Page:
Costs and overhead

A comprehensive in-house SAP-focused team. Maintaining an in-house team of SAP consultants generally costs more than outsourcing.

Outsourcing SAP support to a specialized vendor -- supported by a small in-house team. A specialized vendor for SAP services takes advantage of economies of scale, wherein a single SAP consultant handles multiple clients' support tickets.

Training budgets

In-house. Training requires an investment of time and money -- two very precious resources. In this model, training is typically limited to just a few team members, which saves time and money. SAP certification is optional for them.

Outsourced. A specialized vendor trains many consultants, who are then presented as solution and subject matter experts to potential SAP clients. SAP certification of a consultant is often a must-have.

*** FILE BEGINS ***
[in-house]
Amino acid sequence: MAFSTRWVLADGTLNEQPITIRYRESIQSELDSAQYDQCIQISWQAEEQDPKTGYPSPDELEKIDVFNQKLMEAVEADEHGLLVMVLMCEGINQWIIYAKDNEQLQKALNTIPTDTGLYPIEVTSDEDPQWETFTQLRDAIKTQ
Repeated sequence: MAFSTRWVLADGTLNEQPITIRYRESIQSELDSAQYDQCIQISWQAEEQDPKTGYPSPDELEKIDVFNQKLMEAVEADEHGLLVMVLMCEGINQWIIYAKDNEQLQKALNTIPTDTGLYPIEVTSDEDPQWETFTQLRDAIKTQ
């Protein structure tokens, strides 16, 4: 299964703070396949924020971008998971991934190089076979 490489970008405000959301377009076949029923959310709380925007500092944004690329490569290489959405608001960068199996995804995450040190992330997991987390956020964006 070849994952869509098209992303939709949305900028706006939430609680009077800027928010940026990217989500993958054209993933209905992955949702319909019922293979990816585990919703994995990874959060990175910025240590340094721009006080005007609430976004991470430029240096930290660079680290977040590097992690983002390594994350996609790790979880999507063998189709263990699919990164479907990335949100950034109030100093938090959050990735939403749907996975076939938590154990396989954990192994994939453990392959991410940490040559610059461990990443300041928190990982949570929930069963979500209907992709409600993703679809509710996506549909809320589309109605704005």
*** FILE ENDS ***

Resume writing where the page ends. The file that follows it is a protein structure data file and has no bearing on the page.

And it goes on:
Knowledge of company's business processes

In-house. In comparison to outsourced support, the in-house team generally has a better understanding of the business and its unique processes, including its terminology.

Outsourced. Business users have to communicate details about business processes and how those affect the SAP system, but because the outsourced team is separate from the company there may still be gaps in understanding.

Knowledge of the newest SAP features and functionality

In-house. The company may not need the newest features as long as the existing system -- or workaround -- is meeting the business needs, which obviates the need for training.

Outsourced. The company can take advantage of expertise, but is spared spending the time and money training its in-house team on the latest technology, since the specialized support vendor stays up to date with the latest technologies as a way to attract and keep clients.